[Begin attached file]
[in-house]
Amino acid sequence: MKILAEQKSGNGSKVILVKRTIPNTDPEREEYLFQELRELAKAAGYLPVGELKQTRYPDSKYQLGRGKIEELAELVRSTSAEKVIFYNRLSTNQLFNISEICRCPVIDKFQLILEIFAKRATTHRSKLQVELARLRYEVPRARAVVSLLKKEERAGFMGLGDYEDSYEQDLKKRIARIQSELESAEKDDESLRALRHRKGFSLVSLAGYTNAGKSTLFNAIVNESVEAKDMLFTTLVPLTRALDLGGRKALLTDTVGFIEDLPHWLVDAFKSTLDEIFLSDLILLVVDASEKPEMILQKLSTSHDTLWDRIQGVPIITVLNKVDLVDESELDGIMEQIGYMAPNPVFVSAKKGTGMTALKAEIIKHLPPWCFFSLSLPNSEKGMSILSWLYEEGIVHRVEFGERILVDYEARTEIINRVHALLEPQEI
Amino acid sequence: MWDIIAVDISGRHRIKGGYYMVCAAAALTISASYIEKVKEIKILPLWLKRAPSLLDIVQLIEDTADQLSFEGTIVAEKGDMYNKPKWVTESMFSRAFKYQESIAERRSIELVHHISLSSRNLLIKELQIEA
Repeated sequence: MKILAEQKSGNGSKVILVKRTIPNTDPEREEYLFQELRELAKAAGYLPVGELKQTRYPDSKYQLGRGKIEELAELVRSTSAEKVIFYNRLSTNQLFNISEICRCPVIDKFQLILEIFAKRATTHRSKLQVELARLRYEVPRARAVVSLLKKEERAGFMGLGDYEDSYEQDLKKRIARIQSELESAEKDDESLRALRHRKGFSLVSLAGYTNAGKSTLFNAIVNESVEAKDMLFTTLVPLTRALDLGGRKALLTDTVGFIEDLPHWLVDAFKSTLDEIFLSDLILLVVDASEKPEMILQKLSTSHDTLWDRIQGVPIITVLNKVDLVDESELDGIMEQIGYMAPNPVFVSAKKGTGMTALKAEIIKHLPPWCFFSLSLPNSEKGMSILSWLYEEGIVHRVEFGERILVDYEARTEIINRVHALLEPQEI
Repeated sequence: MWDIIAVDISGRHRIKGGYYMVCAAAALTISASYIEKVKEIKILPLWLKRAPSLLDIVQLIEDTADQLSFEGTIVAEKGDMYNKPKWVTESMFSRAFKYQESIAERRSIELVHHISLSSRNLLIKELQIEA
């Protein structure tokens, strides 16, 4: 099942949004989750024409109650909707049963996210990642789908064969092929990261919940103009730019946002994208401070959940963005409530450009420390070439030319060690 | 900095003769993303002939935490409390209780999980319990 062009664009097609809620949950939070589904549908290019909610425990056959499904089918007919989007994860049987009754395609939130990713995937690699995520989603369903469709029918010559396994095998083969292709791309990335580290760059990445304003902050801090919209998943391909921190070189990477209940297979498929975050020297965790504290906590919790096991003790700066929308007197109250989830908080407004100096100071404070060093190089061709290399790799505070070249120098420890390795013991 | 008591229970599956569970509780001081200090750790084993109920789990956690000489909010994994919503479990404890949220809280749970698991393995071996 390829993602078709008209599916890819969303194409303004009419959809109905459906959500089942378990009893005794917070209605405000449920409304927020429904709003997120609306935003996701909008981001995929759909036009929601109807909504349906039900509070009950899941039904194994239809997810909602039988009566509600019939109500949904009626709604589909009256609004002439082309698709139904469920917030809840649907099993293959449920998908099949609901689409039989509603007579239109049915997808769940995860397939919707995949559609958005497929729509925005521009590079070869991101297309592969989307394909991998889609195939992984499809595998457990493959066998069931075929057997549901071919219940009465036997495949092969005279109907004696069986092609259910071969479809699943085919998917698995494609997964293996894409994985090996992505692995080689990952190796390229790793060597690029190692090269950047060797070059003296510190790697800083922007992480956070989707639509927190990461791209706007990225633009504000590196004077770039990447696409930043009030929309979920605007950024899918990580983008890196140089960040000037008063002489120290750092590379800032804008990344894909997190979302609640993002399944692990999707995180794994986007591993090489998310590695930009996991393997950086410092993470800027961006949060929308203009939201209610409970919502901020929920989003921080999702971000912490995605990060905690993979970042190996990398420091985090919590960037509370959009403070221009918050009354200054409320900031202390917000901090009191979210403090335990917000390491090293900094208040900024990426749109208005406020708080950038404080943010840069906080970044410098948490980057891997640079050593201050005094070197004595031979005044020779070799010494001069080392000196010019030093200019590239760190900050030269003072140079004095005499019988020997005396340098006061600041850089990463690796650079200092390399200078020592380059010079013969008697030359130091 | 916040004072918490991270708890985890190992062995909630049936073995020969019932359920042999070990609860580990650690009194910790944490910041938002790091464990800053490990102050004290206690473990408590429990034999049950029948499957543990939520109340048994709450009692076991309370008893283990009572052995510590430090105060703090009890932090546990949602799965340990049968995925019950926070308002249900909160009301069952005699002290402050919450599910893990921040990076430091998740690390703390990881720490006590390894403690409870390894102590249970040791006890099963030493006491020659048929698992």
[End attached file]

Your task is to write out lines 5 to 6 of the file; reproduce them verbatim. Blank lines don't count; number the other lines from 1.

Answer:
Repeated sequence: MWDIIAVDISGRHRIKGGYYMVCAAAALTISASYIEKVKEIKILPLWLKRAPSLLDIVQLIEDTADQLSFEGTIVAEKGDMYNKPKWVTESMFSRAFKYQESIAERRSIELVHHISLSSRNLLIKELQIEA
């Protein structure tokens, strides 16, 4: 099942949004989750024409109650909707049963996210990642789908064969092929990261919940103009730019946002994208401070959940963005409530450009420390070439030319060690 | 900095003769993303002939935490409390209780999980319990 062009664009097609809620949950939070589904549908290019909610425990056959499904089918007919989007994860049987009754395609939130990713995937690699995520989603369903469709029918010559396994095998083969292709791309990335580290760059990445304003902050801090919209998943391909921190070189990477209940297979498929975050020297965790504290906590919790096991003790700066929308007197109250989830908080407004100096100071404070060093190089061709290399790799505070070249120098420890390795013991 | 008591229970599956569970509780001081200090750790084993109920789990956690000489909010994994919503479990404890949220809280749970698991393995071996 390829993602078709008209599916890819969303194409303004009419959809109905459906959500089942378990009893005794917070209605405000449920409304927020429904709003997120609306935003996701909008981001995929759909036009929601109807909504349906039900509070009950899941039904194994239809997810909602039988009566509600019939109500949904009626709604589909009256609004002439082309698709139904469920917030809840649907099993293959449920998908099949609901689409039989509603007579239109049915997808769940995860397939919707995949559609958005497929729509925005521009590079070869991101297309592969989307394909991998889609195939992984499809595998457990493959066998069931075929057997549901071919219940009465036997495949092969005279109907004696069986092609259910071969479809699943085919998917698995494609997964293996894409994985090996992505692995080689990952190796390229790793060597690029190692090269950047060797070059003296510190790697800083922007992480956070989707639509927190990461791209706007990225633009504000590196004077770039990447696409930043009030929309979920605007950024899918990580983008890196140089960040000037008063002489120290750092590379800032804008990344894909997190979302609640993002399944692990999707995180794994986007591993090489998310590695930009996991393997950086410092993470800027961006949060929308203009939201209610409970919502901020929920989003921080999702971000912490995605990060905690993979970042190996990398420091985090919590960037509370959009403070221009918050009354200054409320900031202390917000901090009191979210403090335990917000390491090293900094208040900024990426749109208005406020708080950038404080943010840069906080970044410098948490980057891997640079050593201050005094070197004595031979005044020779070799010494001069080392000196010019030093200019590239760190900050030269003072140079004095005499019988020997005396340098006061600041850089990463690796650079200092390399200078020592380059010079013969008697030359130091 | 916040004072918490991270708890985890190992062995909630049936073995020969019932359920042999070990609860580990650690009194910790944490910041938002790091464990800053490990102050004290206690473990408590429990034999049950029948499957543990939520109340048994709450009692076991309370008893283990009572052995510590430090105060703090009890932090546990949602799965340990049968995925019950926070308002249900909160009301069952005699002290402050919450599910893990921040990076430091998740690390703390990881720490006590390894403690409870390894102590249970040791006890099963030493006491020659048929698992």